For mind-blowing sex that will cause you to stay attached.
Remember, the biochemical bond we develop with toxic partners is inexplicably addictive. Sex only strengthens that bond by releasing oxytocin and keeping the reward circuits in our brain tied to our ex-partner, creating a dopamine high like no other. A malignant narcissist knows this and will use sex to prevent you from “detoxing” properly from the relationship.
To make you a backup source of supply.
Your toxic ex may have seemingly moved onto a new source of supply (in other words, someone to stroke their ego, financially support them and tolerate their toxicity), but that doesn’t mean he or she is done with you just yet. You’re still valuable in the sense that you could be a good fallback person for whenever their new boyfriend or girlfriend “falls short” of their arbitrary standards and moving goal posts. If you do submit to their requests to remain friends, rest assured that they will exploit your compassion and feed off of your emotional labor whenever they need a break from their new target.
To use their friendship with you as a sign of their normalcy.
The ability to stay friends with a toxic ex-partner may tempt you into believing that you’re both mature people capable of evolving, but the truth of the matter is that only one of you is truly capable of evolving and it’s not the narcissist. A malignant narcissist will use their friendship with you as a way to say to the world, “See how great I am? He/she still wants to be my friend. There was never any dysfunction in the relationship after all!” This allows your toxic ex to treat your breakup as a symptom of mere incompatibility rather than abuse.
To control you and prevent you from moving on.
Many narcissists stalk and harass their ex-partners after the ending of an abusive relationship. This allows them to maintain control over your life and ensures that you do not move forward – whether that be moving forward in your own healing or onto a healthier relationship with a new partner.
After all, if you’re too busy agonizing over their mixed messages and ambivalent behavior, you’re far too preoccupied to rebuild your life, pursue healthier self-care or meet new potential mates.
To create love triangles and add you to their harem.
If you’ve ever been with a true malignant narcissist, you’ve also met their “harem” – their shady social circle which often includes exes that never seem to fade from the picture, flirtatious “buddies” they call “just friends,” and new people they groom to eventually serve as your replacement. Malignant narcissistic exes thrive off of the attention of having multiple lovers at their beck and call. Even after the break-up, they will attempt to add you to their harem so they can triangulate you with their various exes, current partners and potential targets.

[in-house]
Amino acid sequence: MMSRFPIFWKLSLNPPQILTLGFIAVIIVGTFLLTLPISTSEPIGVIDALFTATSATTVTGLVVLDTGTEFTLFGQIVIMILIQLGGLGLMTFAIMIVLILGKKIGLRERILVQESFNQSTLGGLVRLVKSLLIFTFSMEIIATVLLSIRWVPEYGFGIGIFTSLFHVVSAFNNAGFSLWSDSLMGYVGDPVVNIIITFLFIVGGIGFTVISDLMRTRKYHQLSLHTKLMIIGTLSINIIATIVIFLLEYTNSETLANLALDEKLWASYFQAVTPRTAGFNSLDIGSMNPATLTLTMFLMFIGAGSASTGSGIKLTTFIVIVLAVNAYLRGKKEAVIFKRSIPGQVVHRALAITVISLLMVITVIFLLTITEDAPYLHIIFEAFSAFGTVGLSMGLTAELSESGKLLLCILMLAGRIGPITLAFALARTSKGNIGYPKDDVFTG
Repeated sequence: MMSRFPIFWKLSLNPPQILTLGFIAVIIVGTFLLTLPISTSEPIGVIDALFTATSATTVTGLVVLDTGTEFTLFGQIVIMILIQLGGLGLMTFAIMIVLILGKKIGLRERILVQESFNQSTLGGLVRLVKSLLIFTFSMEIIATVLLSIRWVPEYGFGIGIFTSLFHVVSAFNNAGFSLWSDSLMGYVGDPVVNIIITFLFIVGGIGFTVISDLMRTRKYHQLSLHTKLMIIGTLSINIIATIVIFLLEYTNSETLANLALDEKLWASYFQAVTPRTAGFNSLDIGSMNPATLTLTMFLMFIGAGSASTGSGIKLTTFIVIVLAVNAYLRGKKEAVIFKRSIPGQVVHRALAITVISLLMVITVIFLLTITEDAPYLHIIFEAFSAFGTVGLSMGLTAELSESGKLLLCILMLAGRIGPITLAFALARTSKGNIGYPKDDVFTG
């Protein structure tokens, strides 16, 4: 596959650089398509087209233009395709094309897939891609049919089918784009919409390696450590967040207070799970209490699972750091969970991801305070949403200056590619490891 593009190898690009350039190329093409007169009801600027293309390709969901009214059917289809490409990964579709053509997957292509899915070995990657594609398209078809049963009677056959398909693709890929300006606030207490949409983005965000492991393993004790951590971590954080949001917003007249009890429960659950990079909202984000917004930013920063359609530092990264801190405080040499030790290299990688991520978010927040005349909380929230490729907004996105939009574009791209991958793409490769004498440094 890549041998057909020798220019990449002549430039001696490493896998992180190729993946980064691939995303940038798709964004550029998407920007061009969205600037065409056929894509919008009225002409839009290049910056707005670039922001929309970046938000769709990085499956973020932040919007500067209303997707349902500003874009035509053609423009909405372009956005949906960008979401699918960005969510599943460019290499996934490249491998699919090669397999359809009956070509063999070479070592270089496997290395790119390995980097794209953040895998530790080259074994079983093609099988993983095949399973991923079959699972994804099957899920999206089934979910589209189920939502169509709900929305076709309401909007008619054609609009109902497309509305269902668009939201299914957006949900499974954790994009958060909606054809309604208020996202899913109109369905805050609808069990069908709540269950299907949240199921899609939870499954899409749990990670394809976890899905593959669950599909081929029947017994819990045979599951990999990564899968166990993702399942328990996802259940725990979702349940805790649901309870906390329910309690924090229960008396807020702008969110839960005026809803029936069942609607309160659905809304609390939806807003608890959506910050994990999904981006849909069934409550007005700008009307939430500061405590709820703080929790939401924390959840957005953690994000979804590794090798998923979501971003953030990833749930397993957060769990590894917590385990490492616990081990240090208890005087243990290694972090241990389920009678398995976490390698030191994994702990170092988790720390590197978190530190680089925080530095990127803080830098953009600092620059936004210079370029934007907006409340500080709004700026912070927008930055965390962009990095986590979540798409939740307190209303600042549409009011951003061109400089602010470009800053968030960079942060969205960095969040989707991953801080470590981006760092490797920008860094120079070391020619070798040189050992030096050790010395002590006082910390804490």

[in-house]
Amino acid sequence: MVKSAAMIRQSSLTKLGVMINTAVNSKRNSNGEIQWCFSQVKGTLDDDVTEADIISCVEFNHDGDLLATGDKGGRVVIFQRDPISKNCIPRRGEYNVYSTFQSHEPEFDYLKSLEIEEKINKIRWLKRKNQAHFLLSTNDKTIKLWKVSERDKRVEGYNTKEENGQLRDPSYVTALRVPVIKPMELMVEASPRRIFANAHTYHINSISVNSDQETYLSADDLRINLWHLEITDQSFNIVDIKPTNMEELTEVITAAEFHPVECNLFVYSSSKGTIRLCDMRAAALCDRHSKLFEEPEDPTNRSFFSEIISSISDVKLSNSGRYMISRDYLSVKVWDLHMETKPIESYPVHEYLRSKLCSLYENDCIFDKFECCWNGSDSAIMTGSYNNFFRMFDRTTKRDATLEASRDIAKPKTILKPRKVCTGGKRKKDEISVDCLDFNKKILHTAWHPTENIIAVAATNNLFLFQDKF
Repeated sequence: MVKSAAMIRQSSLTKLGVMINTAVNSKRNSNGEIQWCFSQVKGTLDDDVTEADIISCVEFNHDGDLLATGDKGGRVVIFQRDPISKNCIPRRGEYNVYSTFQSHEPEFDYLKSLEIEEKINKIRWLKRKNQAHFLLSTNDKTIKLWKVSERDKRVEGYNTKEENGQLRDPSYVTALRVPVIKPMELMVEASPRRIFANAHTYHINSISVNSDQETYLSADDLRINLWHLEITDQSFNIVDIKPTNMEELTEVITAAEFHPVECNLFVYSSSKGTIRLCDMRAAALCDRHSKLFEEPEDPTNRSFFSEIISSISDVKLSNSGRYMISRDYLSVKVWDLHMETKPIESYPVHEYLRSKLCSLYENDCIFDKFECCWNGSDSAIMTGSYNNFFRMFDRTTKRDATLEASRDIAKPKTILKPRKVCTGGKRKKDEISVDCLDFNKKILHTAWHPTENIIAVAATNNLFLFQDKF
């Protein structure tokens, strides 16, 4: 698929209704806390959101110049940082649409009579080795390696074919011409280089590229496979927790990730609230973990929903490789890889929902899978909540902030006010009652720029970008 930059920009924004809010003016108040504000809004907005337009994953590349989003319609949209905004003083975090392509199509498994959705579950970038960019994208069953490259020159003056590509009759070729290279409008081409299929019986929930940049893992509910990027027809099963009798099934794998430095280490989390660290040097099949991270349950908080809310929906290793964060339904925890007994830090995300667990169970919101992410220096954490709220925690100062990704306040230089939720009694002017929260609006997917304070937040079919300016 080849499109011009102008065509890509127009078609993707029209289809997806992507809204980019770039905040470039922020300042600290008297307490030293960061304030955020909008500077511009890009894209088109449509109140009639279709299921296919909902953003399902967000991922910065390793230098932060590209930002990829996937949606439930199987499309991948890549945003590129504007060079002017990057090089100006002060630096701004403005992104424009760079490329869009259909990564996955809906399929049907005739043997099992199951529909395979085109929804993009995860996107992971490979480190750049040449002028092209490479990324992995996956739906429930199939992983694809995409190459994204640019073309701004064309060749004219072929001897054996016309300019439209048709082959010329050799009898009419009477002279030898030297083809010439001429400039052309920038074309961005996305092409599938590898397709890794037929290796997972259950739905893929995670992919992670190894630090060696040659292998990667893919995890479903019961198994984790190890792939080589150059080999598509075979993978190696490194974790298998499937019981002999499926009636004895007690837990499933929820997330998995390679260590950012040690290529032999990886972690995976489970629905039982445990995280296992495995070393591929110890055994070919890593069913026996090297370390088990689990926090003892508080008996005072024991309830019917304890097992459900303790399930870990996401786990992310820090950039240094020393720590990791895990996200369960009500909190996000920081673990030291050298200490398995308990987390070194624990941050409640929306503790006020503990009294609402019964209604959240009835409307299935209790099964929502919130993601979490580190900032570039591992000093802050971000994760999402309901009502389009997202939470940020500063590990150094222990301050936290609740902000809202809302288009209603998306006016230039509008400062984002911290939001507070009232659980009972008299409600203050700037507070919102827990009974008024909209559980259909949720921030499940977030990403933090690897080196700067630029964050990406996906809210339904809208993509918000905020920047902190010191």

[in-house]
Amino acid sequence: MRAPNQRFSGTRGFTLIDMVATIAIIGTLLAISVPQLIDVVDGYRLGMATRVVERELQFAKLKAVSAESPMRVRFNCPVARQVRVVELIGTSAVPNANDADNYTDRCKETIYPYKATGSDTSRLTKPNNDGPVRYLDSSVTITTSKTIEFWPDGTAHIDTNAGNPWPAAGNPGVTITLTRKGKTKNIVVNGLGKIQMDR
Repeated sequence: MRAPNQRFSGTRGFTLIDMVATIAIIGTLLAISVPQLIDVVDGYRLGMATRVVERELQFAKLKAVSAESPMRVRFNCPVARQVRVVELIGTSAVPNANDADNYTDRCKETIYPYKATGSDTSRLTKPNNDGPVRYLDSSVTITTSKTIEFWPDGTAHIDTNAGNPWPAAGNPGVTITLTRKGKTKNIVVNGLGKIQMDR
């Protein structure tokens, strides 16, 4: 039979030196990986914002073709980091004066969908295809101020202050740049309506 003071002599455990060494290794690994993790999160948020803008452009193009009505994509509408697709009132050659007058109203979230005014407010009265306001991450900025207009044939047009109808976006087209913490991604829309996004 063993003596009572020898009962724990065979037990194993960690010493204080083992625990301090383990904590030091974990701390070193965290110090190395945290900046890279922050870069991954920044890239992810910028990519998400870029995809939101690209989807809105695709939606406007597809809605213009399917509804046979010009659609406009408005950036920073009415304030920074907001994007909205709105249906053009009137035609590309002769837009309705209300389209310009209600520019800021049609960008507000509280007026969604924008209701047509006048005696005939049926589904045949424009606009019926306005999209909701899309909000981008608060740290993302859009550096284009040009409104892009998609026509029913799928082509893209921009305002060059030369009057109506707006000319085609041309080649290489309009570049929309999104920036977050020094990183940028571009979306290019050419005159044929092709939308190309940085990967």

To access your resources.
If you’re in any way wealthy, have a great social network, have a good reputation and a track record of success, the malignant narcissist will not want to let you go. Access to you, after all, equals access to your resources. When you allow a space for them to re-enter your life, you make it convenient for them to drop by, sleep over at your beautiful apartment, ask for a loan, hang out with your friends, make use of your talents and ideas and benefit from being associated with you. They relish the fact that they have you on call for whenever they need something – whether it be your body or your bank account.
When assessing whether to be friends with a toxic ex or give them a second chance, remember that true friends do not maliciously harm, exploit or use you. Do not remain friends with someone who has tried to destroy you in the past; they most likely are planning to do more of the same in the present.
Carnell, S. (2012, May 14). Bad Boys, Bad Brains. Psychology Today. Retrieved November 16, 2017.
Kross, E., Berman, M. G., Mischel, W., Smith, E. E., & Wager, T. D. (2011). Social rejection shares somatosensory representations with physical pain. Proceedings of the National Academy of Sciences, 108(15), 6270-6275. doi:10.1073/pnas.1102693108
Earp, B. D., Wudarczyk, O. A., Foddy, B., & Savulescu, J. (2017). Addicted to Love: What Is Love Addiction and When Should It Be Treated? Philosophy, Psychiatry, & Psychology, 24(1), 77-92. doi:10.1353/ppp.2017.0011
Fisher, H. E., Brown, L. L., Aron, A., Strong, G., & Mashek, D. (2010). Reward, Addiction, and Emotion Regulation Systems Associated With Rejection in Love. Journal of Neurophysiology, 104(1), 51-60. doi:10.1152/jn.00784.2009
Fisher, H. (2016, February 04). Love Is Like Cocaine – Issue 33: Attraction. Retrieved November 16, 2017.
Howe, L. C., & Dweck, C. S. (2015). Changes in Self-Definition Impede Recovery From Rejection. Personality and Social Psychology Bulletin, 42(1), 54-71. doi:10.1177/0146167215612743
Mogilski, J. K., & Welling, L. L. (2017). Staying friends with an ex: Sex and dark personality traits predict motivations for post-relationship friendship. Personality and Individual Differences, 115, 114-119. doi:10.1016/j.paid.2016.04.016
Sarkis, S. (2015, December 28). 8 More Signs You’re With a Narcissist. Psychology Today. Retrieved November 18, 2017.
Tourjée, D. (2016, May 10). Narcissists and Psychopaths Love to Stay Friends with Their Exes. VICE. Retrieved November 18, 2017.
Source: Thought catalog